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Charlotte 49ers remain undefeated, untied – and untested

Tom Sorensen
Tom Sorensen has been a columnist at The Observer for 20 years and has been at the paper for 25, writing about nearly every sport in the Carolinas.

Last week Charlotte beat Campbell 52-7. Saturday the 49ers beat Chowan 47-7.

They’ve played eight quarters and they’ve scored in each. The victories have been video-game easy, Madden if you know what you’re doing.

The 49ers do. Their performances are such that, based on the reaction in the press box at Jerry Richardson Stadium, they might get a few votes in the AP poll.

Somebody Tweeted during Saturday’s game that Charlotte should join the SEC. That’s absurd. Why not proceed straight to the NFC South?

Here’s what we know two games into Charlotte’s so-far legendary football history: Their opponents have been woefully undermanned. It’s like a tall athletic big brother playing basketball in the driveway with his smaller, younger, less athletic brother.

Charlotte’s running backs ran over the Chowan defenders. The 49ers rushed 38 times for 227 yards, an average of 5.3 yards per carry and ripped off runs of 41 and 31 yards.

And they never had to run. Their receivers found openings and man, did quarterback Matt Johnson put the ball where the receivers wanted it. Johnson, the redshirt freshman, was 23 of 30 for 256 yards and five touchdowns. Some quarterbacks couldn’t compile those numbers if they were on the field with their receivers and nobody else.

Somebody asks Johnson if he challenged Peyton Manning, who threw seven touchdowns for Denver Thursday.

“Ah, nah,” Johnson says. “No Peyton Manning.”

Later, Johnson would say he had no idea he threw five touchdown passes. And he meant it.

Here’s what else we knew: The 49ers are fast. They have receivers and defenders and return men who can fly.

Although Saturday was the closest game in Charlotte major football history, the 49ers again dazzled. Fans again showed up early. Walk through the crowd and it’s a reunion as much as a football game. People who hadn’t seen each other in the five years or decade since they walked off campus have a reason to come together and hang out again.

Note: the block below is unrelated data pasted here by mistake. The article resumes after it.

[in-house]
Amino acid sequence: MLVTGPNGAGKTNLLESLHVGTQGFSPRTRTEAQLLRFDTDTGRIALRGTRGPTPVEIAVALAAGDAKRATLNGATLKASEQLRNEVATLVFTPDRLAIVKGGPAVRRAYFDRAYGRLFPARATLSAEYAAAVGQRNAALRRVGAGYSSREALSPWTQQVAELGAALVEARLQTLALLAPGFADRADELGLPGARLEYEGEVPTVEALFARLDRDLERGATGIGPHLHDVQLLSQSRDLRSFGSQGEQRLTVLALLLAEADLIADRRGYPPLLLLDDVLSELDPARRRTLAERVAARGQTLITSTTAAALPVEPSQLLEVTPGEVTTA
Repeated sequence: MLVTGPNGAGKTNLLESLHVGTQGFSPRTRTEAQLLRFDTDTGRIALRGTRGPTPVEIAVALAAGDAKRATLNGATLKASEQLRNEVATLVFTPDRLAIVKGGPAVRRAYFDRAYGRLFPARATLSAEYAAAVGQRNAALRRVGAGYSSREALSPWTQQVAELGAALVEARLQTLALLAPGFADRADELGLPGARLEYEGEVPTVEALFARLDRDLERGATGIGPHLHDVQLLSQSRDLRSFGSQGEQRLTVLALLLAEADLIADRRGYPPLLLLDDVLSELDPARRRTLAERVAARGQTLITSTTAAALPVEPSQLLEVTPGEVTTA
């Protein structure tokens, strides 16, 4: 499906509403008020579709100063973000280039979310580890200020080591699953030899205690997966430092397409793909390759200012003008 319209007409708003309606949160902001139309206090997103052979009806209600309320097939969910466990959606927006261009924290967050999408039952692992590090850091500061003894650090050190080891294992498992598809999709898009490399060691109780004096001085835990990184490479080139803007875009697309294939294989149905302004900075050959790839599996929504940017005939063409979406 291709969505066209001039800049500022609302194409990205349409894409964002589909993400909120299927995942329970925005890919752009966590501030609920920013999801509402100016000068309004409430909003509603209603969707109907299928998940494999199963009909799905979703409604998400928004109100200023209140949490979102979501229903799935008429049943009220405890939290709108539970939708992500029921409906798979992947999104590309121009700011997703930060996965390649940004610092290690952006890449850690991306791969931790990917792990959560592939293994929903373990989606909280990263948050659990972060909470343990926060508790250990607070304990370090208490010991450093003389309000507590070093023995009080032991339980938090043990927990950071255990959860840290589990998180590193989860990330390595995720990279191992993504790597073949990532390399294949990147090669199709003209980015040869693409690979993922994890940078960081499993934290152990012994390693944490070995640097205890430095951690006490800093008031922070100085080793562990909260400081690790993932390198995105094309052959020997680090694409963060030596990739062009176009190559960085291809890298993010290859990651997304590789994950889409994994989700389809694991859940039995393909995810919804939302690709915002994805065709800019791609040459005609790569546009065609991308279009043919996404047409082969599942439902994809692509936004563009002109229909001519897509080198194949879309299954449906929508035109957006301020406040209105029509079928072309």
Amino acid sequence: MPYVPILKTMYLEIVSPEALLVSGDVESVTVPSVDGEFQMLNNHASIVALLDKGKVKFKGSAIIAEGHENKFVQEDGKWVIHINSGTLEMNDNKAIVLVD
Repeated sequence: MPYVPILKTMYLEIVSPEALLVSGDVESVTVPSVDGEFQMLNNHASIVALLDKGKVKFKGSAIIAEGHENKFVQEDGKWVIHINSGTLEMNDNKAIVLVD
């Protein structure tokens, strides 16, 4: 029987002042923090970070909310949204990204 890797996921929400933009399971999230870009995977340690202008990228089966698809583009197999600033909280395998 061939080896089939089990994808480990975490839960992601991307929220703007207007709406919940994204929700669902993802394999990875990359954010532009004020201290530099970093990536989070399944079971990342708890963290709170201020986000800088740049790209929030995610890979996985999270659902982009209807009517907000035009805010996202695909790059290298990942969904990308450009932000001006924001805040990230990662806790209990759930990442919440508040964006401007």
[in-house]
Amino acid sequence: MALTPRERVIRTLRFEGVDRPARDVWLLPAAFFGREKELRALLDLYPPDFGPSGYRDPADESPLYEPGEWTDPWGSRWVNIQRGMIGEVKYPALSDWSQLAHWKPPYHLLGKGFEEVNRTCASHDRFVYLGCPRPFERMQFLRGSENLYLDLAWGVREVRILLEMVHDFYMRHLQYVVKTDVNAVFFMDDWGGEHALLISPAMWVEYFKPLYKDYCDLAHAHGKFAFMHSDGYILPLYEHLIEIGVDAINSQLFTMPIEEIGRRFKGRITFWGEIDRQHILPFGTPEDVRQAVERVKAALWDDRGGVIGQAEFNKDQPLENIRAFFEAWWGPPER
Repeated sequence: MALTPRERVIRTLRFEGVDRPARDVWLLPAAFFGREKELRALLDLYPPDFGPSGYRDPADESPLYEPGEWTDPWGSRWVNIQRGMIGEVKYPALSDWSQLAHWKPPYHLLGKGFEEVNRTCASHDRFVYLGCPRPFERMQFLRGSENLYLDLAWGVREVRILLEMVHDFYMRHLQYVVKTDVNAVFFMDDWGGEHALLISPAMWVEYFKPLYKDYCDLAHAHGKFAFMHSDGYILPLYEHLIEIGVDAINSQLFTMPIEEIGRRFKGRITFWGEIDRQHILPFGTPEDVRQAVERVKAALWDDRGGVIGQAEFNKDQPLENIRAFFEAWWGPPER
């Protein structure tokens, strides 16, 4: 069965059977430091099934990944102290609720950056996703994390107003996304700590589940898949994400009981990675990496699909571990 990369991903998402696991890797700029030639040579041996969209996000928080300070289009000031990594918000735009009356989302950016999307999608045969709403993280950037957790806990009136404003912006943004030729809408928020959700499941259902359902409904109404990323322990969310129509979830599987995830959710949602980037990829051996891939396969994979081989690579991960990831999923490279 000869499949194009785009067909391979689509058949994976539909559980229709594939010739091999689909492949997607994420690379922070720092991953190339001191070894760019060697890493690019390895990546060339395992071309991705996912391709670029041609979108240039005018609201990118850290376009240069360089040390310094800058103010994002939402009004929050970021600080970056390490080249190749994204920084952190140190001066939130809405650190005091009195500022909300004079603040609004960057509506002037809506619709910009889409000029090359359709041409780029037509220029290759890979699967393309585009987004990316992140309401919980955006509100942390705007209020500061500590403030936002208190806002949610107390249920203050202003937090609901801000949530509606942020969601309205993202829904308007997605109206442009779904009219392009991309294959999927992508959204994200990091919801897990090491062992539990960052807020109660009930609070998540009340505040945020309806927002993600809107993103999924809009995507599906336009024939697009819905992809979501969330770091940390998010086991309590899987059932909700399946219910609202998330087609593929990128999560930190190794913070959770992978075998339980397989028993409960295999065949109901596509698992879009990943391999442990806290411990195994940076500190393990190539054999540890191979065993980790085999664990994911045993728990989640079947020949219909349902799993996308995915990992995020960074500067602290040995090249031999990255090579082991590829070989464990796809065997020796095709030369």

Attendance, however, declined from the program opener. A standing-room-only crowd of 16,630 showed up for Campbell. Only 16,598 fans showed up Saturday.

Next week the 49ers get N.C. Central. The Eagles will be faster than Campbell or Chowan, says Charlotte linebacker Micah Bryan. Bryan, a junior, was singularly disruptive against Chowan with six tackles, an interception, a sack and a fumble recovery. He took off with the fumble and he would have scored. He says so. But the ball was knocked loose.

Bryan, like Johnson, says he wants a close game.

“I’m ready for our defense to be pushed and our offense to see the tempo go up,” he says.

Video games are fun. But a challenge, especially if the 49ers are successful, will be considerably more satisfying.

If the Eagles don’t challenge the 49ers, James Madison will Sept. 21. The Dukes, ranked 15th in the Football Championship Subdivision, have advanced to the playoffs five times in nine seasons.

James Madison is in Harrisonburg, Va., about five hours northeast, and on that night, in that place, the 49ers will be outmanned. It’s tough to think of James Madison as evil, but talented opponents tend to be.

Yet to presuppose something bad will happen is to throw a party and think about the people who don’t show.

The people who show up, on the field and in the bleachers, who listen on the radio and watch on TV, are the ones who count.

Charlotte’s victories have been festive.

The 49ers are entertaining, innovative and, who knows, Among Other Teams Receiving Votes.

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